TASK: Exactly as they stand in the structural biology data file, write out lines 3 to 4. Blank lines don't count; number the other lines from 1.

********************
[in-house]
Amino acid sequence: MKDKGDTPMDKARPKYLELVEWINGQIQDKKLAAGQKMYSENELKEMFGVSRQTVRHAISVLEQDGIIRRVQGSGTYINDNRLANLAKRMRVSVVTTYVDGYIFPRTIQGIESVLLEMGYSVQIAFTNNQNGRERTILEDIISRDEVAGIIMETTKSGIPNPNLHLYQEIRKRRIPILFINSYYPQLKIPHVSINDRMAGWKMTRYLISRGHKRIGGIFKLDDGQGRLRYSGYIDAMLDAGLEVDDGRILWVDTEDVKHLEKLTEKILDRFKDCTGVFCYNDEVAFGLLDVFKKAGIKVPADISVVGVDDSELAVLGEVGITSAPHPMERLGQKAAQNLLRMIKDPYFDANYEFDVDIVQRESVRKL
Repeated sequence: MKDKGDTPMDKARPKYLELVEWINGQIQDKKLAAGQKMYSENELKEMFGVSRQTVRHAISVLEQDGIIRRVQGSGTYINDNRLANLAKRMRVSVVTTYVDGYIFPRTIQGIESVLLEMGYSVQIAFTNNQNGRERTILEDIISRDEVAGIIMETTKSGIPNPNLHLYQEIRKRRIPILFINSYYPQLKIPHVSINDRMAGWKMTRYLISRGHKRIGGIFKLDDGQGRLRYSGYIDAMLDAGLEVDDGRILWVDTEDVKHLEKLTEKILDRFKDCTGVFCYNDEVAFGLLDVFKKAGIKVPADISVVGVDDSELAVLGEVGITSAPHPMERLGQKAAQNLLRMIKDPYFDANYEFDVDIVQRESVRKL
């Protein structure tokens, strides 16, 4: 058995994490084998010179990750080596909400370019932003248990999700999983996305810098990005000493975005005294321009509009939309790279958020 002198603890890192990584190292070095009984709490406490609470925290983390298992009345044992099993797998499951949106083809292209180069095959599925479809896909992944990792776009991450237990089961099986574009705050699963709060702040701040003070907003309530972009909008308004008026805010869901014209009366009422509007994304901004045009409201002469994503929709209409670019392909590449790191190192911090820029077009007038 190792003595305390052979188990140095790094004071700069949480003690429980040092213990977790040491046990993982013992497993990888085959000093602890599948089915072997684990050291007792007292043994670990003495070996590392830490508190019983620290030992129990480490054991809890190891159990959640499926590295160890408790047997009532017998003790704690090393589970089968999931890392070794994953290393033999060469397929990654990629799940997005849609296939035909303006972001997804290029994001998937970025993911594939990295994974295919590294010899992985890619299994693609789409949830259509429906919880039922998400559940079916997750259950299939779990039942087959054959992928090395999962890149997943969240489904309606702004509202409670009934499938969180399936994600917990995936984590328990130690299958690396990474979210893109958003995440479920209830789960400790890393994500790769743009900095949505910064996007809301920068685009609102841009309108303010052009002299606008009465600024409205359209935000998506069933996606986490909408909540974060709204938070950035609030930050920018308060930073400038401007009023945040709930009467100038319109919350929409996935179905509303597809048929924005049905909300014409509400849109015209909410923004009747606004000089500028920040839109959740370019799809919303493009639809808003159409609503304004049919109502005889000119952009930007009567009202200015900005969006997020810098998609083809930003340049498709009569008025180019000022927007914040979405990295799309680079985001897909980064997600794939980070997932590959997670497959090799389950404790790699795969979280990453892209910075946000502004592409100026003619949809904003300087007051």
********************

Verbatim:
Repeated sequence: MKDKGDTPMDKARPKYLELVEWINGQIQDKKLAAGQKMYSENELKEMFGVSRQTVRHAISVLEQDGIIRRVQGSGTYINDNRLANLAKRMRVSVVTTYVDGYIFPRTIQGIESVLLEMGYSVQIAFTNNQNGRERTILEDIISRDEVAGIIMETTKSGIPNPNLHLYQEIRKRRIPILFINSYYPQLKIPHVSINDRMAGWKMTRYLISRGHKRIGGIFKLDDGQGRLRYSGYIDAMLDAGLEVDDGRILWVDTEDVKHLEKLTEKILDRFKDCTGVFCYNDEVAFGLLDVFKKAGIKVPADISVVGVDDSELAVLGEVGITSAPHPMERLGQKAAQNLLRMIKDPYFDANYEFDVDIVQRESVRKL
């Protein structure tokens, strides 16, 4: 058995994490084998010179990750080596909400370019932003248990999700999983996305810098990005000493975005005294321009509009939309790279958020 002198603890890192990584190292070095009984709490406490609470925290983390298992009345044992099993797998499951949106083809292209180069095959599925479809896909992944990792776009991450237990089961099986574009705050699963709060702040701040003070907003309530972009909008308004008026805010869901014209009366009422509007994304901004045009409201002469994503929709209409670019392909590449790191190192911090820029077009007038 190792003595305390052979188990140095790094004071700069949480003690429980040092213990977790040491046990993982013992497993990888085959000093602890599948089915072997684990050291007792007292043994670990003495070996590392830490508190019983620290030992129990480490054991809890190891159990959640499926590295160890408790047997009532017998003790704690090393589970089968999931890392070794994953290393033999060469397929990654990629799940997005849609296939035909303006972001997804290029994001998937970025993911594939990295994974295919590294010899992985890619299994693609789409949830259509429906919880039922998400559940079916997750259950299939779990039942087959054959992928090395999962890149997943969240489904309606702004509202409670009934499938969180399936994600917990995936984590328990130690299958690396990474979210893109958003995440479920209830789960400790890393994500790769743009900095949505910064996007809301920068685009609102841009309108303010052009002299606008009465600024409205359209935000998506069933996606986490909408909540974060709204938070950035609030930050920018308060930073400038401007009023945040709930009467100038319109919350929409996935179905509303597809048929924005049905909300014409509400849109015209909410923004009747606004000089500028920040839109959740370019799809919303493009639809808003159409609503304004049919109502005889000119952009930007009567009202200015900005969006997020810098998609083809930003340049498709009569008025180019000022927007914040979405990295799309680079985001897909980064997600794939980070997932590959997670497959090799389950404790790699795969979280990453892209910075946000502004592409100026003619949809904003300087007051």